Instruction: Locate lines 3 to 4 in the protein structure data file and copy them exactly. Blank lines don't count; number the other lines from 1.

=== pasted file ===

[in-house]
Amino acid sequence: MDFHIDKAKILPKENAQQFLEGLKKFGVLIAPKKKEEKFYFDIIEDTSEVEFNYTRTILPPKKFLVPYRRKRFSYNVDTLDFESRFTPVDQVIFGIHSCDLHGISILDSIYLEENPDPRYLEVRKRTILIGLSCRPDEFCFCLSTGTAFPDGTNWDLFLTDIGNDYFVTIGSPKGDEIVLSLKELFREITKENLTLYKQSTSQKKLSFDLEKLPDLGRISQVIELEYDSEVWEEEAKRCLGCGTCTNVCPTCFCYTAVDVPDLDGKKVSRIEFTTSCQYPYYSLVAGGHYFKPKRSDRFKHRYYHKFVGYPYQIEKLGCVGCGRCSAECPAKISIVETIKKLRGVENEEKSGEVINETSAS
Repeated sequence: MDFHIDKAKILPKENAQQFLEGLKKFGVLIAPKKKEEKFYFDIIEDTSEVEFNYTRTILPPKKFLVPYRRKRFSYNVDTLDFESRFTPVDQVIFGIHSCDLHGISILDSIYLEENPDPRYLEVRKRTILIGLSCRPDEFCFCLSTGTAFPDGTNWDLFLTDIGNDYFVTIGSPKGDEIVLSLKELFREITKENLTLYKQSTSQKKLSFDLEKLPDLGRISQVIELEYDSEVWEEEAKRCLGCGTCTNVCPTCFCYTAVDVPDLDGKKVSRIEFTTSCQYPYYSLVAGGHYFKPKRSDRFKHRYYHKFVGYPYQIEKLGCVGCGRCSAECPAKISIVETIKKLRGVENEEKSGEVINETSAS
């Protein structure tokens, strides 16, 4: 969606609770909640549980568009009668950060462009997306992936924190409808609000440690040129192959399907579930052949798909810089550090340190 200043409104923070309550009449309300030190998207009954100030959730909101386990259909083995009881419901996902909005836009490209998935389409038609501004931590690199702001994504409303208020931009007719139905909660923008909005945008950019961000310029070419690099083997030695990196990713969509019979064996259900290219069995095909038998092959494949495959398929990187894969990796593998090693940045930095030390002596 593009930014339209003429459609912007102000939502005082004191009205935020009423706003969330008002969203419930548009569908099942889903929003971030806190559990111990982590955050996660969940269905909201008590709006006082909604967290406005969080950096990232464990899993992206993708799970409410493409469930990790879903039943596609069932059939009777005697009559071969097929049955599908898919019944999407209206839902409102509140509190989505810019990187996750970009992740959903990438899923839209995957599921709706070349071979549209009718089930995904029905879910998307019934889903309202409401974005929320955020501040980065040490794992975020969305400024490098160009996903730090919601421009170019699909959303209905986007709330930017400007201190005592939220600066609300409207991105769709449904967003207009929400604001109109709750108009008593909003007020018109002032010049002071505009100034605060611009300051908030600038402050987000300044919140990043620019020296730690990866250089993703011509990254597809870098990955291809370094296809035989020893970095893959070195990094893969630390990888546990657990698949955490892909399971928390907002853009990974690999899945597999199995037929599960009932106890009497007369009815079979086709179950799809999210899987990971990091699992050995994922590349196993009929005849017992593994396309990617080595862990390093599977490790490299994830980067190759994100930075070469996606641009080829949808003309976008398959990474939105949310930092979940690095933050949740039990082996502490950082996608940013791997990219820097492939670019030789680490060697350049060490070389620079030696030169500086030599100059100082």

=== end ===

Repeated sequence: MDFHIDKAKILPKENAQQFLEGLKKFGVLIAPKKKEEKFYFDIIEDTSEVEFNYTRTILPPKKFLVPYRRKRFSYNVDTLDFESRFTPVDQVIFGIHSCDLHGISILDSIYLEENPDPRYLEVRKRTILIGLSCRPDEFCFCLSTGTAFPDGTNWDLFLTDIGNDYFVTIGSPKGDEIVLSLKELFREITKENLTLYKQSTSQKKLSFDLEKLPDLGRISQVIELEYDSEVWEEEAKRCLGCGTCTNVCPTCFCYTAVDVPDLDGKKVSRIEFTTSCQYPYYSLVAGGHYFKPKRSDRFKHRYYHKFVGYPYQIEKLGCVGCGRCSAECPAKISIVETIKKLRGVENEEKSGEVINETSAS
């Protein structure tokens, strides 16, 4: 969606609770909640549980568009009668950060462009997306992936924190409808609000440690040129192959399907579930052949798909810089550090340190 200043409104923070309550009449309300030190998207009954100030959730909101386990259909083995009881419901996902909005836009490209998935389409038609501004931590690199702001994504409303208020931009007719139905909660923008909005945008950019961000310029070419690099083997030695990196990713969509019979064996259900290219069995095909038998092959494949495959398929990187894969990796593998090693940045930095030390002596 593009930014339209003429459609912007102000939502005082004191009205935020009423706003969330008002969203419930548009569908099942889903929003971030806190559990111990982590955050996660969940269905909201008590709006006082909604967290406005969080950096990232464990899993992206993708799970409410493409469930990790879903039943596609069932059939009777005697009559071969097929049955599908898919019944999407209206839902409102509140509190989505810019990187996750970009992740959903990438899923839209995957599921709706070349071979549209009718089930995904029905879910998307019934889903309202409401974005929320955020501040980065040490794992975020969305400024490098160009996903730090919601421009170019699909959303209905986007709330930017400007201190005592939220600066609300409207991105769709449904967003207009929400604001109109709750108009008593909003007020018109002032010049002071505009100034605060611009300051908030600038402050987000300044919140990043620019020296730690990866250089993703011509990254597809870098990955291809370094296809035989020893970095893959070195990094893969630390990888546990657990698949955490892909399971928390907002853009990974690999899945597999199995037929599960009932106890009497007369009815079979086709179950799809999210899987990971990091699992050995994922590349196993009929005849017992593994396309990617080595862990390093599977490790490299994830980067190759994100930075070469996606641009080829949808003309976008398959990474939105949310930092979940690095933050949740039990082996502490950082996608940013791997990219820097492939670019030789680490060697350049060490070389620079030696030169500086030599100059100082």